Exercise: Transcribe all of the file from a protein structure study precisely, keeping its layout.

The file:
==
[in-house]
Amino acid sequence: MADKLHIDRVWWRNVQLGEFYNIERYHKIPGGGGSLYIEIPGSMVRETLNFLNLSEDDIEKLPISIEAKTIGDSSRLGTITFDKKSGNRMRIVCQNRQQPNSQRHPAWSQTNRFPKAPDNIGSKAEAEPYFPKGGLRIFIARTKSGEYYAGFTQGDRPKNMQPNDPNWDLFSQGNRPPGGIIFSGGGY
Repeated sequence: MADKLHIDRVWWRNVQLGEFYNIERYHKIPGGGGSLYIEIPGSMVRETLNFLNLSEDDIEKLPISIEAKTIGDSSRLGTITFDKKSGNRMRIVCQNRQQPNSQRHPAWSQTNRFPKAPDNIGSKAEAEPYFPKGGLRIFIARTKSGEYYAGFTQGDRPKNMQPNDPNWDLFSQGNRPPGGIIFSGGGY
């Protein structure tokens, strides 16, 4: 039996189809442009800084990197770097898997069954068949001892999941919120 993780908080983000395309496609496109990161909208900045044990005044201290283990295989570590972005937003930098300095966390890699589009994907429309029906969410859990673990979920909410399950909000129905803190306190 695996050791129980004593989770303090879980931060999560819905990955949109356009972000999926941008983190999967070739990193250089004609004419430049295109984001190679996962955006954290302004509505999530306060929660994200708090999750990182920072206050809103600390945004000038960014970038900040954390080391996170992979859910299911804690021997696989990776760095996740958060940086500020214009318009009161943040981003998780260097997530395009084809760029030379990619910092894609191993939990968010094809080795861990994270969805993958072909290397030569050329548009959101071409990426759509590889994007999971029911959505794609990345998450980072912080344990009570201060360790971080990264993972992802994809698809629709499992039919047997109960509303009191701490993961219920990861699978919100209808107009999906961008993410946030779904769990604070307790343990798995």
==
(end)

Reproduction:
[in-house]
Amino acid sequence: MADKLHIDRVWWRNVQLGEFYNIERYHKIPGGGGSLYIEIPGSMVRETLNFLNLSEDDIEKLPISIEAKTIGDSSRLGTITFDKKSGNRMRIVCQNRQQPNSQRHPAWSQTNRFPKAPDNIGSKAEAEPYFPKGGLRIFIARTKSGEYYAGFTQGDRPKNMQPNDPNWDLFSQGNRPPGGIIFSGGGY
Repeated sequence: MADKLHIDRVWWRNVQLGEFYNIERYHKIPGGGGSLYIEIPGSMVRETLNFLNLSEDDIEKLPISIEAKTIGDSSRLGTITFDKKSGNRMRIVCQNRQQPNSQRHPAWSQTNRFPKAPDNIGSKAEAEPYFPKGGLRIFIARTKSGEYYAGFTQGDRPKNMQPNDPNWDLFSQGNRPPGGIIFSGGGY
């Protein structure tokens, strides 16, 4: 039996189809442009800084990197770097898997069954068949001892999941919120 993780908080983000395309496609496109990161909208900045044990005044201290283990295989570590972005937003930098300095966390890699589009994907429309029906969410859990673990979920909410399950909000129905803190306190 695996050791129980004593989770303090879980931060999560819905990955949109356009972000999926941008983190999967070739990193250089004609004419430049295109984001190679996962955006954290302004509505999530306060929660994200708090999750990182920072206050809103600390945004000038960014970038900040954390080391996170992979859910299911804690021997696989990776760095996740958060940086500020214009318009009161943040981003998780260097997530395009084809760029030379990619910092894609191993939990968010094809080795861990994270969805993958072909290397030569050329548009959101071409990426759509590889994007999971029911959505794609990345998450980072912080344990009570201060360790971080990264993972992802994809698809629709499992039919047997109960509303009191701490993961219920990861699978919100209808107009999906961008993410946030779904769990604070307790343990798995």